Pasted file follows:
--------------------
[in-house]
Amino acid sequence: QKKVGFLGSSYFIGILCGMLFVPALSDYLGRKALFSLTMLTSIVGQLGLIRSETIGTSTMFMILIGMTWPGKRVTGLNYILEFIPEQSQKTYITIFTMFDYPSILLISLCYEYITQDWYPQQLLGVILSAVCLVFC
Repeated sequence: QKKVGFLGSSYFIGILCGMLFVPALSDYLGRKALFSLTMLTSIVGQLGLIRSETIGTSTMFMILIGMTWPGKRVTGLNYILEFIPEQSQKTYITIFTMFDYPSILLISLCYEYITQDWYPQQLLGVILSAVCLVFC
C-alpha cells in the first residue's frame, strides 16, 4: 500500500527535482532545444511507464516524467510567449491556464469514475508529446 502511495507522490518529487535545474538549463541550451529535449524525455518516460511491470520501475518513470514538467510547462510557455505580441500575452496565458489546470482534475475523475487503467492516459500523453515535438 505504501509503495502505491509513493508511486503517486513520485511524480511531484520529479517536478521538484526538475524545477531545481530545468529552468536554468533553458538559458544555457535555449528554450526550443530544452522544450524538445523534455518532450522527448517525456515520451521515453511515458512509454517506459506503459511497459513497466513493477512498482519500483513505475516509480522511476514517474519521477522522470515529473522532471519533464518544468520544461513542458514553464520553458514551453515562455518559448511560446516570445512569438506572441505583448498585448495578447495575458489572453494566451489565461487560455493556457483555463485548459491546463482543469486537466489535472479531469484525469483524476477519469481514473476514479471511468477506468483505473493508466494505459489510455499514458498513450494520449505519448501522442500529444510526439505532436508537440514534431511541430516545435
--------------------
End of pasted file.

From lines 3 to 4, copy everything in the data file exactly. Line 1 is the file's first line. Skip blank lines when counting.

Repeated sequence: QKKVGFLGSSYFIGILCGMLFVPALSDYLGRKALFSLTMLTSIVGQLGLIRSETIGTSTMFMILIGMTWPGKRVTGLNYILEFIPEQSQKTYITIFTMFDYPSILLISLCYEYITQDWYPQQLLGVILSAVCLVFC
C-alpha cells in the first residue's frame, strides 16, 4: 500500500527535482532545444511507464516524467510567449491556464469514475508529446 502511495507522490518529487535545474538549463541550451529535449524525455518516460511491470520501475518513470514538467510547462510557455505580441500575452496565458489546470482534475475523475487503467492516459500523453515535438 505504501509503495502505491509513493508511486503517486513520485511524480511531484520529479517536478521538484526538475524545477531545481530545468529552468536554468533553458538559458544555457535555449528554450526550443530544452522544450524538445523534455518532450522527448517525456515520451521515453511515458512509454517506459506503459511497459513497466513493477512498482519500483513505475516509480522511476514517474519521477522522470515529473522532471519533464518544468520544461513542458514553464520553458514551453515562455518559448511560446516570445512569438506572441505583448498585448495578447495575458489572453494566451489565461487560455493556457483555463485548459491546463482543469486537466489535472479531469484525469483524476477519469481514473476514479471511468477506468483505473493508466494505459489510455499514458498513450494520449505519448501522442500529444510526439505532436508537440514534431511541430516545435